A Testament of Hope - Martin Luther King
"Letter from Birmingham Jail" is a clearly written essay that explains the reasons behind, and the methods of nonviolent civil disobedience, and gently expresses King's disappointment with those who are generally supportive of equal rights for African-Americans. Martin Luther King, more than any other figure, shaped American life from the mid-'50s to the late '60s. This was a time when large numbers of Americans, barely recognized as such by sanctioned power, dared to dream of what the country could be at its best, in the face of what often was its worst. For example, in December, 1955, days after Montgomery civil rights activist Rosa Parks refused to obey the city's rules mandating segregation on buses, a bus boycott was launched and King was elected as president of the newly formed Montgomery Improvement Association. As the boycott continued through 1956, King gained national prominence as a result of his exceptional oratorical skills and personal courage. Despite attempts to suppress the movement, Montgomery buses were desegregated in December 1956, after the United States Supreme Court declared Alabama's segregation laws unconstitutional. King's leadership took place during the most tumultuous period in America's recent past. Under his guidance, the unfathomable goal of abolishing federal and state-sanctioned segregation and discrimination was accomplished in only a few short years.
King's factual and reasoned approach is intended to win his adversaries over by appealing to their consciences. King works with a rhetorical tradition not only because it is effectual but also because it resonates with the deepest aspect of his calling which was to spread the gospel of brotherhood and justice (152). From his peaceful persuasion, to imaginative solutions in changing times to the power of hope, optimism, nonviolence strategy, and finally to the need for a great dream, these valuable applications are comprehensive instruments for taking courageous action under even the most difficult of circumstances. Above all, King follows his method of careful reasoning and is convinced that his arguments will persuade his audience (153).
King was asked by the Southern Christian Leadership Conference to aid in the struggle for civil rights in Birmingham, Alabama. Thus, he was there because injustice was present (154). He was not content with a system that saw his people or people of any color, as second class citizens. He set out to bring equality for people everywhere. So often they had become victims of broken promise (155). As a result, he was determined to create an unstoppable organization, reshape a struggle and with his articulated vision, craft a strategy that took defeats and turned them into victories. Although fellow clergymen urged him not to come to Birmingham, he could not sit idly and be unconcerned with the maddening demonstrations that were taking place.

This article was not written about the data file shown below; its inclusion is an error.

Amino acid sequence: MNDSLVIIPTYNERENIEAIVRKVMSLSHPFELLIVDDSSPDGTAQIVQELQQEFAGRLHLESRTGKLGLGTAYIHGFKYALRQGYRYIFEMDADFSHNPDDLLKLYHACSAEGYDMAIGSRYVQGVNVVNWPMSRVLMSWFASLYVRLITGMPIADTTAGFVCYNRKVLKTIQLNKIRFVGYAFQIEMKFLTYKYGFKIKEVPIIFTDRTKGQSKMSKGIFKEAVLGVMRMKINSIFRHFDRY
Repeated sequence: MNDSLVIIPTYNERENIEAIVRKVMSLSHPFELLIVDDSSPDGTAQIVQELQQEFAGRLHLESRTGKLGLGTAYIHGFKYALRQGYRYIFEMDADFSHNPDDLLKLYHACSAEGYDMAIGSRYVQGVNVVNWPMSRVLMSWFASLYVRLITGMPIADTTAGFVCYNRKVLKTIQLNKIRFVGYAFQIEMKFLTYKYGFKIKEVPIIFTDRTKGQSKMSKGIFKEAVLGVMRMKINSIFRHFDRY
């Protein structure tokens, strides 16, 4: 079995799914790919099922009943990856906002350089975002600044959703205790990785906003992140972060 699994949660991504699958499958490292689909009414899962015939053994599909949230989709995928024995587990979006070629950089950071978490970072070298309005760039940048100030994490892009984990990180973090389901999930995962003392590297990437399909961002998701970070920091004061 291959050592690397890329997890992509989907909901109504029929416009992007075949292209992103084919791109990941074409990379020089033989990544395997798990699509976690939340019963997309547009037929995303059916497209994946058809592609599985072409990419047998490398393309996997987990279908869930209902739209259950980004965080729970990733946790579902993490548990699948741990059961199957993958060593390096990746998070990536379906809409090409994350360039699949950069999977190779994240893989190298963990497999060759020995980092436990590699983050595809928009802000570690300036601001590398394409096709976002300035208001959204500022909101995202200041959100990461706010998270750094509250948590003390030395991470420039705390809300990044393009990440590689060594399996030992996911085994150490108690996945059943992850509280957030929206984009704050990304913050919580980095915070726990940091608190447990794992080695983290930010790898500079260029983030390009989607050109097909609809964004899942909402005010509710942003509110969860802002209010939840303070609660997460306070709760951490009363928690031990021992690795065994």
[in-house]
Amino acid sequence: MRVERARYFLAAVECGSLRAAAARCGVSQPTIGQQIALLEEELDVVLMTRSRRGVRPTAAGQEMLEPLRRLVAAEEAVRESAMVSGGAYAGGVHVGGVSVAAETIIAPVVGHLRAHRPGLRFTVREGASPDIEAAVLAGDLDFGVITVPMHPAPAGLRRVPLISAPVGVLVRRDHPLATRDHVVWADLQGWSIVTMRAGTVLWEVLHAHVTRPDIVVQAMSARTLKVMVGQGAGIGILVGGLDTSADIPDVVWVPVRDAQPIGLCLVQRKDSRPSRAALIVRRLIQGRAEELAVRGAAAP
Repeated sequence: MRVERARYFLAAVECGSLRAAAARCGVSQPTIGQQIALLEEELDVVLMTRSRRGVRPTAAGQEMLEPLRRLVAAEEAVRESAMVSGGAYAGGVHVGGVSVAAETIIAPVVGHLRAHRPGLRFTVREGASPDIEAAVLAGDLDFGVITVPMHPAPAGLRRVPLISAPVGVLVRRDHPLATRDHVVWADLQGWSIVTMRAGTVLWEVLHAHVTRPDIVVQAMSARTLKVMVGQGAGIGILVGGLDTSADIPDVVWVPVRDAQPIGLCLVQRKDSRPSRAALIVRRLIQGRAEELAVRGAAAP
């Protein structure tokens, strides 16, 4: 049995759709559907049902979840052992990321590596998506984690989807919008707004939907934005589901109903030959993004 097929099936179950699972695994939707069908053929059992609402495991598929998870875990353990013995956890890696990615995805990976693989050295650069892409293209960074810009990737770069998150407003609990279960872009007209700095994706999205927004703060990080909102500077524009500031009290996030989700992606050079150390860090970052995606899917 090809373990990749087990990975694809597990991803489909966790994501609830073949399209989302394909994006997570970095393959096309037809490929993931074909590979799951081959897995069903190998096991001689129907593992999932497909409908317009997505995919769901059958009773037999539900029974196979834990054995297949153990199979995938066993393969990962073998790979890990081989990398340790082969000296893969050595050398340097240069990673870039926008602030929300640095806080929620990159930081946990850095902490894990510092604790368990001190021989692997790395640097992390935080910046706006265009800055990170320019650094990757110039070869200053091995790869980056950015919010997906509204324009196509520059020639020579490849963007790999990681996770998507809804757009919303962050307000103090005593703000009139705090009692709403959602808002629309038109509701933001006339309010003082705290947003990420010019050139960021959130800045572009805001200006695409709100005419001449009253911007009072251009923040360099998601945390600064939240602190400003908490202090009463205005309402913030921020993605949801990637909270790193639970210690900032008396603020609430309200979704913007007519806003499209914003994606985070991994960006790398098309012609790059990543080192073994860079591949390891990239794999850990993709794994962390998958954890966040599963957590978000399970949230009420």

King, quickly realized that the best strategy to liberate African-Americans and gain them rights was to use nonviolent forms of protest. He wanted to eliminate the use of violence as a means to manage and establish cooperative ways of interacting. "Injustice anywhere is a threat to justice everywhere" (154). After all, he knew that any violence on the part of his civil rights workers would lead to violent counterattacks from segregationists. He knew this would only lead his followers to injury and death. "The purpose of our direct action is to create a situation so crisis-packed that it will inevitably open the door to negotiation" (156). Nonviolence put his followers on the moral high ground and made the brutality of racists very apparent. In this way, King won many allies and gained passages of the civil rights bills of 1964 and 1965.
Not only did King concentrate on non-violence in order to liberate African-Americans, but he also felt it was necessary that his message be important to all people regardless of race or class. This explained his disillusionment with the white moderate. King confessed his disappointment with the white moderate for their devotion to order rather than to justice (161). He had hoped that the white moderate would recognize that desegregation simply removes legal and social prohibitions. He knew that collective ideas were more creative and more profound. King hoped to awaken the white moderate from their great moral and political sleep that had